This week saw new leadership at a couple of New England’s life sciences companies, some wisdom from one of its newly public companies, and a new truce in one of its long-running power struggles.
—Luke tracked down close to 200 alumni of legendary Boston-area biotech firm Genetics Institute, which was acquired in 1996 by Wyeth. The (still-growing) list includes many of the leaders of Boston’s current crop of biotechs, including Tuan Ha-Ngoc of Aveo Pharmaceuticals, Adelene Perkins of Infinity Pharmaceuticals, and John Knopf of Acceleron Pharma.
—Cambridge, MA-based Biogen Idec (NASDAQ:BIIB) staved off a proxy battle with billionaire investor Carl Icahn with a deal that gives a board seat to Eric Rowinsky, one of the people Icahn nominated for Biogen’s board back in January. For his part, Icahn has agreed to back Biogen’s slate of candidates for open board seats at the company’s upcoming annual meeting, and to drop any plans to wage a proxy battle with the company this year.
—Luke checked in with Mark Leuchtenberger on his first day as CEO of New Haven, CT-based antibiotic developer Rib-X Pharmaceuticals. Gearing up to shepherd Rib-X’s lead candidate through the final phase of clinical testing and onto the market, Leuchtenberger was candid about what he learned from the failure of his last firm, Cambridge, MA-based Targanta Therapeutics, to reach that same goal.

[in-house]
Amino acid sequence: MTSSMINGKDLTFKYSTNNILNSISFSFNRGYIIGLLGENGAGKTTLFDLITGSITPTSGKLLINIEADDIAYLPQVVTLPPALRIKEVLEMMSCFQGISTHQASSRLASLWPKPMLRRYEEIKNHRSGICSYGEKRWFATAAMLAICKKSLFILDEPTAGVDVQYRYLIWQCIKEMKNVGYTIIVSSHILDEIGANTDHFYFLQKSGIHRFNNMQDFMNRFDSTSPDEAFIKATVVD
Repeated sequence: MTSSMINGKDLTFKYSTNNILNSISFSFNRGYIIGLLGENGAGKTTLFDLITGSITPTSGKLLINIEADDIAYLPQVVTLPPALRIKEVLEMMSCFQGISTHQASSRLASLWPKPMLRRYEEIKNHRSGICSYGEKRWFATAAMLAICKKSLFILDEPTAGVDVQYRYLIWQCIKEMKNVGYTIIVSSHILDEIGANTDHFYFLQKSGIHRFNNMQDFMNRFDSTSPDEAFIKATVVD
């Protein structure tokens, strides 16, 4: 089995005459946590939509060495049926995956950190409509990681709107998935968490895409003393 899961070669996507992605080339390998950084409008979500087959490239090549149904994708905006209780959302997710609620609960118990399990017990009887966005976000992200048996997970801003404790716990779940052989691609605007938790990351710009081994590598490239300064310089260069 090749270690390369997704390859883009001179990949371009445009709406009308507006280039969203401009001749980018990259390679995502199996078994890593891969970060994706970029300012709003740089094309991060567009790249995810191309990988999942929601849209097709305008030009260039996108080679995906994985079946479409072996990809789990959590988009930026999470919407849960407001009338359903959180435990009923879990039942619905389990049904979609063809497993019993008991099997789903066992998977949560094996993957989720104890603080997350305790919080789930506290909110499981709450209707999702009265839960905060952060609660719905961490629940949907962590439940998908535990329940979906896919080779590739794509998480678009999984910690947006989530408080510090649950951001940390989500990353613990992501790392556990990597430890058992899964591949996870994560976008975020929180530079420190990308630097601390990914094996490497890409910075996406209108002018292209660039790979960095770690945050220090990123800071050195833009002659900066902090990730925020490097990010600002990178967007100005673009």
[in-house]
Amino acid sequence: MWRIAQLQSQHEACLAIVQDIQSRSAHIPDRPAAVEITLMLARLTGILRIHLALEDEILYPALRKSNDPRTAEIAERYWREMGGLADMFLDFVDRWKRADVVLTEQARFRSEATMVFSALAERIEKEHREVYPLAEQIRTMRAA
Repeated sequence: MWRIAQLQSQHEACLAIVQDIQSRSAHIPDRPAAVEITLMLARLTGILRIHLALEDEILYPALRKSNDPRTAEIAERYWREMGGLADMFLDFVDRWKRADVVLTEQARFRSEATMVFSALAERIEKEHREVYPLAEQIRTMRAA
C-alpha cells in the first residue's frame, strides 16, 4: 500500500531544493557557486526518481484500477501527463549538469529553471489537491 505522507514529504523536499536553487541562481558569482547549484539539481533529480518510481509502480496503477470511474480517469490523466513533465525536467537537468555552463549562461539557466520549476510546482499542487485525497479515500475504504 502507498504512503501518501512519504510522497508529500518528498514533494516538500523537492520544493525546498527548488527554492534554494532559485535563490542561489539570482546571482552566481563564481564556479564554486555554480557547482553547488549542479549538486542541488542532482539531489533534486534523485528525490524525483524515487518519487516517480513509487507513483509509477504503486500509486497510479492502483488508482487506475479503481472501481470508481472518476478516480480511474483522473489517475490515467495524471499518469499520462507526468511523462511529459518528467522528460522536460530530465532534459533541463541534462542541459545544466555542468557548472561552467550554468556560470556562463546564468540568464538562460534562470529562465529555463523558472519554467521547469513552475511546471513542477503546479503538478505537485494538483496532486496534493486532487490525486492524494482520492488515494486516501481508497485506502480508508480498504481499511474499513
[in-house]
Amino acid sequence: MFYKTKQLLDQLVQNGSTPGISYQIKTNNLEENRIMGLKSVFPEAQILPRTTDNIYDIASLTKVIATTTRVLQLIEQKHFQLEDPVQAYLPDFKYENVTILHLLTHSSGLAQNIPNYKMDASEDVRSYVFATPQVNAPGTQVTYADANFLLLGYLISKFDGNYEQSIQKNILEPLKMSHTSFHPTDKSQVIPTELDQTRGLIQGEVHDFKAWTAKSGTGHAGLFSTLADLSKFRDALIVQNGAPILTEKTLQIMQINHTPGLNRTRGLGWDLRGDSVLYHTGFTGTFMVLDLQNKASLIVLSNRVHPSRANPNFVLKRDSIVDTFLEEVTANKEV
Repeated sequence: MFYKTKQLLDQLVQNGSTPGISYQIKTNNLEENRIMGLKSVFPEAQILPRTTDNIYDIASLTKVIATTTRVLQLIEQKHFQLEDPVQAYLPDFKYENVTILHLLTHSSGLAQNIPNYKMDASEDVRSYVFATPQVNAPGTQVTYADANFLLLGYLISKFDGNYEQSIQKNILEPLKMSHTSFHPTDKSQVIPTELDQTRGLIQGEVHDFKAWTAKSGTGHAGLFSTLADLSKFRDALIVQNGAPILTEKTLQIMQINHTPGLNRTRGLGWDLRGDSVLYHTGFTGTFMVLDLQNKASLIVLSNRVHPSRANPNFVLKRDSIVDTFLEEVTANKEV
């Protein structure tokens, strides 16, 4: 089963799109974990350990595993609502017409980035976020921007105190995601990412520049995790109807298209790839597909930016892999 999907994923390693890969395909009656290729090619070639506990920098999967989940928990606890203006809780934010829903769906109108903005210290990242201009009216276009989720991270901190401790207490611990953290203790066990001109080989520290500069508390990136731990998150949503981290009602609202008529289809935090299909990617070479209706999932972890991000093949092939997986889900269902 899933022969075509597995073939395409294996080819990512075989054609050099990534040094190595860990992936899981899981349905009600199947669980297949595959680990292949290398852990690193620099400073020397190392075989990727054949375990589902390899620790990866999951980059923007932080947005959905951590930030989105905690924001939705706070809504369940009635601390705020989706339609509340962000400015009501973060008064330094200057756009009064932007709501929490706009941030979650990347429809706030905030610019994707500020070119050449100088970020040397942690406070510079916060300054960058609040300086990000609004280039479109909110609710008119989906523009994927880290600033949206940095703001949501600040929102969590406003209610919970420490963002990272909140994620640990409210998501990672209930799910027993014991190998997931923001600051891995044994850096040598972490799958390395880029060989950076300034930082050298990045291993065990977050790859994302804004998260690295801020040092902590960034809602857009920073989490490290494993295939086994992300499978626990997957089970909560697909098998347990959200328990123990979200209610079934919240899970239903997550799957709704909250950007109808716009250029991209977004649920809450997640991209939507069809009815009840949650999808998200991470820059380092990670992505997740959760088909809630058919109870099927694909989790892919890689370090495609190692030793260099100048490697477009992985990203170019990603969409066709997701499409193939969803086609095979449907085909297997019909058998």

—Peter Hecht, CEO of the newly public Ironwood Pharmaceuticals (NASDAQ:IRWD), talked to Ryan about how he pulled off one of the few biotech IPOs since the economic downturn. Having longstanding ties to institutional investors and a potential blockbuster drug in late-stage clinical trials helped the Cambridge-based firm raise $203 million last month and become one of the few biotechs in Massachusetts worth more than $1 billion.
—Cambridge-based Epizyme, a startup out to create new cancer drugs drawing on the field of epigenetics, recruited a new CEO from the Broad Institute of MIT and Harvard. Robert Gould, who took up the post just this week, replaces Epizyme’s founding CEO Kazumi Shiosaki, a managing director at MPM Capital, one of the investors who have put a total of $54 million into the startup.
—Diagnostics maker IntelligentMDx of Cambridge got a green light from the FDA to market its test for the H1N1 virus on an emergency basis. The approval will expire on April 26 of this year.
—The FDA had less happy news for Cambridge biotech giant Genzyme (NASDAQ:GENZ), whose Allston Landing manufacturing plant was the site of a viral contamination discovered last June. The agency said it will be reviewing operations at the plant for “an extended period” and may require to the company to make payments to the government.